Rivals of Riwal suspected of threats, theft, burning company?s cranes
The police are investigating a series of threats and acts of sabotage against members of the Livnat family in Israel and abroad, who are senior executives of the family-owned Riwal crane company. The police has information connecting a series of break-ins at the company?s offices in Israel and Holland, incidents of stalking, threats and the sabotage of equipment estimated at millions of shekels, with rival crane operator Avi Cranes, which is suspected of using the services of a major crime family. The investigation is probing financial links between the crime family and Avi Cranes.
The heavy mobile crane sector in Israel is controlled by Avi Cranes, which has been in business since the 1970s and operates nearly 100 cranes. A small number of competitors have left the sector, which is worth tens of millions of dollars a year, because of the company?s monopoly. Most of the customers are large infrastructure companies, the military industries, the Israel Electric Corporation, the oil refineries and the defense establishment. Most of the mobile cranes which operate in Israel today are defined as strategic equipment because they operate in sensitive installations, and because they need to be readily available in an emergency.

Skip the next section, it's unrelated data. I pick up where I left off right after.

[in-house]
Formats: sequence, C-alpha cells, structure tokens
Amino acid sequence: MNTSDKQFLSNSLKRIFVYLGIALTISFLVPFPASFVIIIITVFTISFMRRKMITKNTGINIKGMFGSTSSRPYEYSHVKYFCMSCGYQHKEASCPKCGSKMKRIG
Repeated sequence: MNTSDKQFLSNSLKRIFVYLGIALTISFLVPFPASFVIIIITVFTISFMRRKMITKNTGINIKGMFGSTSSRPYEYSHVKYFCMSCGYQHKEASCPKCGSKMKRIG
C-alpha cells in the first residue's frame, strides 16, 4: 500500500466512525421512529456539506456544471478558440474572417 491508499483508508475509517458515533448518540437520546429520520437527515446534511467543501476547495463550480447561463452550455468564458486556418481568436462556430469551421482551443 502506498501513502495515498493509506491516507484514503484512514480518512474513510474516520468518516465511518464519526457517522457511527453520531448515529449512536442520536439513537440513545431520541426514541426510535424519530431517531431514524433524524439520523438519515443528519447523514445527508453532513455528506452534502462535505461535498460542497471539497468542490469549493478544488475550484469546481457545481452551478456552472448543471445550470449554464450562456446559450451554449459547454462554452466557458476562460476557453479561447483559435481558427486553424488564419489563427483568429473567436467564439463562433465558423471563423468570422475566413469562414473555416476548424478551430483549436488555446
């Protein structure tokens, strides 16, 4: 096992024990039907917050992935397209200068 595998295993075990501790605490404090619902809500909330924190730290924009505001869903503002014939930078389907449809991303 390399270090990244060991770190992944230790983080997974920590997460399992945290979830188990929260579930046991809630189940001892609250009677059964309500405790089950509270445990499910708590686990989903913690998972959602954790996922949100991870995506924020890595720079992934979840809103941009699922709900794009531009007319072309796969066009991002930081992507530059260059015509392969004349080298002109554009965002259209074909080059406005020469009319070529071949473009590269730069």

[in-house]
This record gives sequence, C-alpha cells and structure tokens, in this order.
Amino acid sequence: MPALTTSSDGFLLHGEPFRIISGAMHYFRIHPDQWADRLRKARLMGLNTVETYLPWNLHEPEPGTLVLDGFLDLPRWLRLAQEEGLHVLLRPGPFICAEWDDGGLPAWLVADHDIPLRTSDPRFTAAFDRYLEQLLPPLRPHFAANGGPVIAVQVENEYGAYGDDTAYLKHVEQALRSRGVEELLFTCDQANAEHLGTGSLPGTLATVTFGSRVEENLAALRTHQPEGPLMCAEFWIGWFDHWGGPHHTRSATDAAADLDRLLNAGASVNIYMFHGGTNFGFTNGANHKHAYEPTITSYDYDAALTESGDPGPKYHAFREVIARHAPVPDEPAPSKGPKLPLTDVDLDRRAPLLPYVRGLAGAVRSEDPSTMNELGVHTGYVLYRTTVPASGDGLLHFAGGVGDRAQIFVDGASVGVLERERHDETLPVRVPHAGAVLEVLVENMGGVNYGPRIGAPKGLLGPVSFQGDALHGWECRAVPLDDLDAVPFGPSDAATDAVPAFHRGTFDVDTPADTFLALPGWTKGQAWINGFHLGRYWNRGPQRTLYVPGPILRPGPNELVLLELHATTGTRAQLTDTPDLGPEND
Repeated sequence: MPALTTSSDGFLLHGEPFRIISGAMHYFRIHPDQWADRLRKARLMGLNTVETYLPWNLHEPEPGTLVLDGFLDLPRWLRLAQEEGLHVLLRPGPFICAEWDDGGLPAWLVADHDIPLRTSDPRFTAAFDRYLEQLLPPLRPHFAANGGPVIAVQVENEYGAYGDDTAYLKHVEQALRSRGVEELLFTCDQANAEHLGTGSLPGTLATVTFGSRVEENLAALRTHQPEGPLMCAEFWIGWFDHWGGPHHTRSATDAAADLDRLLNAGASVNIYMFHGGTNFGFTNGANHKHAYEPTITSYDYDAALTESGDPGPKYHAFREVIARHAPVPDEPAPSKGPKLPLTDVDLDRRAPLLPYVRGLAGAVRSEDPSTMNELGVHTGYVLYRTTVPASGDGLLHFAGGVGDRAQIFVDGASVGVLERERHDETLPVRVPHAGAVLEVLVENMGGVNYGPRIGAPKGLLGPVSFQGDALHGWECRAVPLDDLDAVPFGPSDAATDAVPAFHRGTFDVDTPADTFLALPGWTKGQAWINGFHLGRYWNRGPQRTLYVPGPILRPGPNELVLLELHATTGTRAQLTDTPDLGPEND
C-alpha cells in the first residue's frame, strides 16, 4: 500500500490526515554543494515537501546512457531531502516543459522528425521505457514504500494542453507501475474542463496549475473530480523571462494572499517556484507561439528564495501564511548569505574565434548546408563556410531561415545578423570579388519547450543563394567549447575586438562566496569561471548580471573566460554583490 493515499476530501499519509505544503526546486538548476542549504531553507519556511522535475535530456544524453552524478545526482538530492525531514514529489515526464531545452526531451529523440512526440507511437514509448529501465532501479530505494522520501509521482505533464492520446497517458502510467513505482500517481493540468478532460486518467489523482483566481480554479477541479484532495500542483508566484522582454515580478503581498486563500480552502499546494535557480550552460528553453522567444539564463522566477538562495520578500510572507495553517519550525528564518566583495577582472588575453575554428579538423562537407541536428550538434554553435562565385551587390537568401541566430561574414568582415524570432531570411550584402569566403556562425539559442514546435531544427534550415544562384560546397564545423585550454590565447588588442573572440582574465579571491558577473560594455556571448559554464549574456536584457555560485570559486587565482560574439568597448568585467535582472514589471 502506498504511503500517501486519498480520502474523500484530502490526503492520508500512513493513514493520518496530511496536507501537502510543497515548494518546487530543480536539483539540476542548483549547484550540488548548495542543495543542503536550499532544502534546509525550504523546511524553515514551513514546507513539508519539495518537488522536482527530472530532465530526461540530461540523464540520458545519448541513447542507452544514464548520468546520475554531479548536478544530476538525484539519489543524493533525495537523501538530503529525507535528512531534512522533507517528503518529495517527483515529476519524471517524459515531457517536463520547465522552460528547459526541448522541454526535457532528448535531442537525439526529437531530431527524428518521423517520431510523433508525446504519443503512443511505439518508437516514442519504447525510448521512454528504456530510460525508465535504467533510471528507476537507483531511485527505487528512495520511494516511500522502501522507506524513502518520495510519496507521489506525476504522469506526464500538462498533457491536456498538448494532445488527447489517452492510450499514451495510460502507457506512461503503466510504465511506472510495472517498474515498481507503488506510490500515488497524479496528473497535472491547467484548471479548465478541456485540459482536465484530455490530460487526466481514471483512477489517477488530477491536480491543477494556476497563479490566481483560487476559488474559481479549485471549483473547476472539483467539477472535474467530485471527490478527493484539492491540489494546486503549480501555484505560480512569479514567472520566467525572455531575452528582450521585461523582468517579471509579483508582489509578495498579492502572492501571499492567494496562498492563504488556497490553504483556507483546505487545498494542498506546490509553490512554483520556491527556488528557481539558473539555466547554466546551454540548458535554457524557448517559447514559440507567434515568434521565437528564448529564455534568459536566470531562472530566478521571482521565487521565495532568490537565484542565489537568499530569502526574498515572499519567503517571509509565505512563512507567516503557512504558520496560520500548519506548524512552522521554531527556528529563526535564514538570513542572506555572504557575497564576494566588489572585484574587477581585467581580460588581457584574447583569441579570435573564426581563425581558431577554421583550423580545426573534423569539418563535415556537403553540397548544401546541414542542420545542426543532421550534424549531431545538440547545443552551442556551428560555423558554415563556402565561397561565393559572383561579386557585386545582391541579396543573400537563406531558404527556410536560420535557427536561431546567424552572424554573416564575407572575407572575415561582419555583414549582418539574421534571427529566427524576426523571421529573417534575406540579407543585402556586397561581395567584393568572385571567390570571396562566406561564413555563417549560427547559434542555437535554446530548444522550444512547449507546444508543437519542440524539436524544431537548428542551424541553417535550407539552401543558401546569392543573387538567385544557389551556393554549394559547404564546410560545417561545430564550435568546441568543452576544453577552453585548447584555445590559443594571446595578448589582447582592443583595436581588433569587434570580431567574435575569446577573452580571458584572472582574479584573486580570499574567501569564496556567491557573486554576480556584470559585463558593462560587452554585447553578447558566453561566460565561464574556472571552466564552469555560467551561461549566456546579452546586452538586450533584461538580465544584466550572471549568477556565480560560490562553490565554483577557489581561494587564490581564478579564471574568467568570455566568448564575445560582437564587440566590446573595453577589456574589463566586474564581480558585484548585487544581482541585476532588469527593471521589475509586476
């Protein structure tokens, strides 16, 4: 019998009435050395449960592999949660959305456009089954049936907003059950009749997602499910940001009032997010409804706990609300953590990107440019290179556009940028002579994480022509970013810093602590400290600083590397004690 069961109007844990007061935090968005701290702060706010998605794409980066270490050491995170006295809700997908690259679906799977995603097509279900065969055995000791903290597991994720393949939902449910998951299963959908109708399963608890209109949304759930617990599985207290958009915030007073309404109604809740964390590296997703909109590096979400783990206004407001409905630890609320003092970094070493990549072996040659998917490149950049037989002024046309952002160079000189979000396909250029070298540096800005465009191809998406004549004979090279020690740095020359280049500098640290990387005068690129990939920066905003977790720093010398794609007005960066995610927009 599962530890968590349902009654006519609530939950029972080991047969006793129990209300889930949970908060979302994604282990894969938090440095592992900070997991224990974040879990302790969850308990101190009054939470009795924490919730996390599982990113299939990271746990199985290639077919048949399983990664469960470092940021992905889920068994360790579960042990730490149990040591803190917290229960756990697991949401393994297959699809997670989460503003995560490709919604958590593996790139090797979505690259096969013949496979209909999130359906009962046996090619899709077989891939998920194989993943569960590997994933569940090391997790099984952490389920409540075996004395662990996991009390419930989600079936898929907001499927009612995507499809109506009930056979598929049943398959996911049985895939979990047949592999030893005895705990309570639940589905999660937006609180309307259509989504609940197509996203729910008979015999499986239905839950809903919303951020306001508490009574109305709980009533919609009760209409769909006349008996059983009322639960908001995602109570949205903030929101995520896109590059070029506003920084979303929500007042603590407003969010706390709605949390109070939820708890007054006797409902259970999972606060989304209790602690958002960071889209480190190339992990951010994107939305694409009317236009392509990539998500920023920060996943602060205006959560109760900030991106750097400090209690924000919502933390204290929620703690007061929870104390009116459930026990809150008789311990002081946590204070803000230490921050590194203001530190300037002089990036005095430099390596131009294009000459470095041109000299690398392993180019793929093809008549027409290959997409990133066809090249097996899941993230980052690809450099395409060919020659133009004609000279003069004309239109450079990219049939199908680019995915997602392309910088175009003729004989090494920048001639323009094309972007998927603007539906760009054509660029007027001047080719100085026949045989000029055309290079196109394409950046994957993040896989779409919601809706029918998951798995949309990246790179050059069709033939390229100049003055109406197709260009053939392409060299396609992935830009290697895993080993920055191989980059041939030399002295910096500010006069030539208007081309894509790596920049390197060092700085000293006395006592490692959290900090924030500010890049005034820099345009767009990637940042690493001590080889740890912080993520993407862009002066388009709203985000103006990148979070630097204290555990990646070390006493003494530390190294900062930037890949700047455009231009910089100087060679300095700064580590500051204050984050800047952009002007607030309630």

In recent years, the Livnat family decided to enter the field and formed Riwal, which created stiff competition in the sector.
Three weeks ago, two caterpillar-track cranes belonging to the company, worth $5 million, were set on fire at Kibbutz Einat. The cranes were considered the most advanced in the country, and among the most modern in the world. A security guard at the kibbutz said that a group of masked men tied him and another guard up and set the cranes alight. However, police suspect that he may have cooperated with the arsonists.
Fire investigators who examined the cranes came to the conclusion that it was a professional arson intended to put the two cranes out of commission for a long time. The electronic control units of both cranes were targetted, which indicates to the investigators that the arson was carefully planned, and that the arsonists had received technical information.